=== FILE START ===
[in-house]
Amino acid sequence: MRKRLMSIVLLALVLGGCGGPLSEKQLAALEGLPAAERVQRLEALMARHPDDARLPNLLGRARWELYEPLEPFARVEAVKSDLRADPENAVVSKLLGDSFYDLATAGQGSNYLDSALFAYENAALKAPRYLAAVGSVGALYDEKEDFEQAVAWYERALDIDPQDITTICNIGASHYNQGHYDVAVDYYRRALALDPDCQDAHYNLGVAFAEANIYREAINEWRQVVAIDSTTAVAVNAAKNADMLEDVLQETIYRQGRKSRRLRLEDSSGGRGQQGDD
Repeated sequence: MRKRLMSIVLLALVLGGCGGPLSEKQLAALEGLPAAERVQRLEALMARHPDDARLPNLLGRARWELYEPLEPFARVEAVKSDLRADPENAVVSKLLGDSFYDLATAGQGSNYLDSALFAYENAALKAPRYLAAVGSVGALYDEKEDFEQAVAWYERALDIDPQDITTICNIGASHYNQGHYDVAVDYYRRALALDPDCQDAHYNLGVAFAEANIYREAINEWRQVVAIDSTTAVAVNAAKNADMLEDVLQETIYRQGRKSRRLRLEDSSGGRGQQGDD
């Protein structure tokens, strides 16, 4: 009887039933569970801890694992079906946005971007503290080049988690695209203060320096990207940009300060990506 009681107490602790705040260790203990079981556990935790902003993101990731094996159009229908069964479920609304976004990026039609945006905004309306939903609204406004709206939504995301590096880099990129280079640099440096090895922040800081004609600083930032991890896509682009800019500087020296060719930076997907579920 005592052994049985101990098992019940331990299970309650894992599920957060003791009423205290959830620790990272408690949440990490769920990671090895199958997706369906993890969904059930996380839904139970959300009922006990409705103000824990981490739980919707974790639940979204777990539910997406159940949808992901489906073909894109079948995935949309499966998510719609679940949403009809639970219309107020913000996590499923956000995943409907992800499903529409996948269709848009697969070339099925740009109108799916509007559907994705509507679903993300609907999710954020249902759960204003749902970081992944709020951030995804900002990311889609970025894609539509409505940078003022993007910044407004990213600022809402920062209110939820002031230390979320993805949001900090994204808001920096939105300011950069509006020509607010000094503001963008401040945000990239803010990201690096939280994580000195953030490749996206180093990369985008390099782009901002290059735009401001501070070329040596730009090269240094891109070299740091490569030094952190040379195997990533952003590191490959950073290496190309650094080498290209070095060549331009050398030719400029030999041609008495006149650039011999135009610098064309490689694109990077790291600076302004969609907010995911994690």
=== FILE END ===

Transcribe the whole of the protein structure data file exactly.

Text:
[in-house]
Amino acid sequence: MRKRLMSIVLLALVLGGCGGPLSEKQLAALEGLPAAERVQRLEALMARHPDDARLPNLLGRARWELYEPLEPFARVEAVKSDLRADPENAVVSKLLGDSFYDLATAGQGSNYLDSALFAYENAALKAPRYLAAVGSVGALYDEKEDFEQAVAWYERALDIDPQDITTICNIGASHYNQGHYDVAVDYYRRALALDPDCQDAHYNLGVAFAEANIYREAINEWRQVVAIDSTTAVAVNAAKNADMLEDVLQETIYRQGRKSRRLRLEDSSGGRGQQGDD
Repeated sequence: MRKRLMSIVLLALVLGGCGGPLSEKQLAALEGLPAAERVQRLEALMARHPDDARLPNLLGRARWELYEPLEPFARVEAVKSDLRADPENAVVSKLLGDSFYDLATAGQGSNYLDSALFAYENAALKAPRYLAAVGSVGALYDEKEDFEQAVAWYERALDIDPQDITTICNIGASHYNQGHYDVAVDYYRRALALDPDCQDAHYNLGVAFAEANIYREAINEWRQVVAIDSTTAVAVNAAKNADMLEDVLQETIYRQGRKSRRLRLEDSSGGRGQQGDD
């Protein structure tokens, strides 16, 4: 009887039933569970801890694992079906946005971007503290080049988690695209203060320096990207940009300060990506 009681107490602790705040260790203990079981556990935790902003993101990731094996159009229908069964479920609304976004990026039609945006905004309306939903609204406004709206939504995301590096880099990129280079640099440096090895922040800081004609600083930032991890896509682009800019500087020296060719930076997907579920 005592052994049985101990098992019940331990299970309650894992599920957060003791009423205290959830620790990272408690949440990490769920990671090895199958997706369906993890969904059930996380839904139970959300009922006990409705103000824990981490739980919707974790639940979204777990539910997406159940949808992901489906073909894109079948995935949309499966998510719609679940949403009809639970219309107020913000996590499923956000995943409907992800499903529409996948269709848009697969070339099925740009109108799916509007559907994705509507679903993300609907999710954020249902759960204003749902970081992944709020951030995804900002990311889609970025894609539509409505940078003022993007910044407004990213600022809402920062209110939820002031230390979320993805949001900090994204808001920096939105300011950069509006020509607010000094503001963008401040945000990239803010990201690096939280994580000195953030490749996206180093990369985008390099782009901002290059735009401001501070070329040596730009090269240094891109070299740091490569030094952190040379195997990533952003590191490959950073290496190309650094080498290209070095060549331009050398030719400029030999041609008495006149650039011999135009610098064309490689694109990077790291600076302004969609907010995911994690």